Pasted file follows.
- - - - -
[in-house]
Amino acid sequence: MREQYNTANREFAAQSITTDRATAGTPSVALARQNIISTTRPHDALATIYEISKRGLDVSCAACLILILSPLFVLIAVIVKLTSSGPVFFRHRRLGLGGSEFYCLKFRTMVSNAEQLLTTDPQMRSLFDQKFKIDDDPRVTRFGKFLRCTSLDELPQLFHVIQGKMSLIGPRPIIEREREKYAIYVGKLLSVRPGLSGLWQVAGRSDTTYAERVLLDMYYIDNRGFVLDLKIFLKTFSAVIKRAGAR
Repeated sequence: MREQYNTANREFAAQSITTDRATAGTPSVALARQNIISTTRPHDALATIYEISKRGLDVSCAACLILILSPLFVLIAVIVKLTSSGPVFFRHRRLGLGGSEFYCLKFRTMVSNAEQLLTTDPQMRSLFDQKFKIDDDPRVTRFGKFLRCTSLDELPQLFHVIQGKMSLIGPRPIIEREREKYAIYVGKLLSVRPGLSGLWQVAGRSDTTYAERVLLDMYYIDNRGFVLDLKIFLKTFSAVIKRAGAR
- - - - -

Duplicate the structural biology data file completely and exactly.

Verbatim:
[in-house]
Amino acid sequence: MREQYNTANREFAAQSITTDRATAGTPSVALARQNIISTTRPHDALATIYEISKRGLDVSCAACLILILSPLFVLIAVIVKLTSSGPVFFRHRRLGLGGSEFYCLKFRTMVSNAEQLLTTDPQMRSLFDQKFKIDDDPRVTRFGKFLRCTSLDELPQLFHVIQGKMSLIGPRPIIEREREKYAIYVGKLLSVRPGLSGLWQVAGRSDTTYAERVLLDMYYIDNRGFVLDLKIFLKTFSAVIKRAGAR
Repeated sequence: MREQYNTANREFAAQSITTDRATAGTPSVALARQNIISTTRPHDALATIYEISKRGLDVSCAACLILILSPLFVLIAVIVKLTSSGPVFFRHRRLGLGGSEFYCLKFRTMVSNAEQLLTTDPQMRSLFDQKFKIDDDPRVTRFGKFLRCTSLDELPQLFHVIQGKMSLIGPRPIIEREREKYAIYVGKLLSVRPGLSGLWQVAGRSDTTYAERVLLDMYYIDNRGFVLDLKIFLKTFSAVIKRAGAR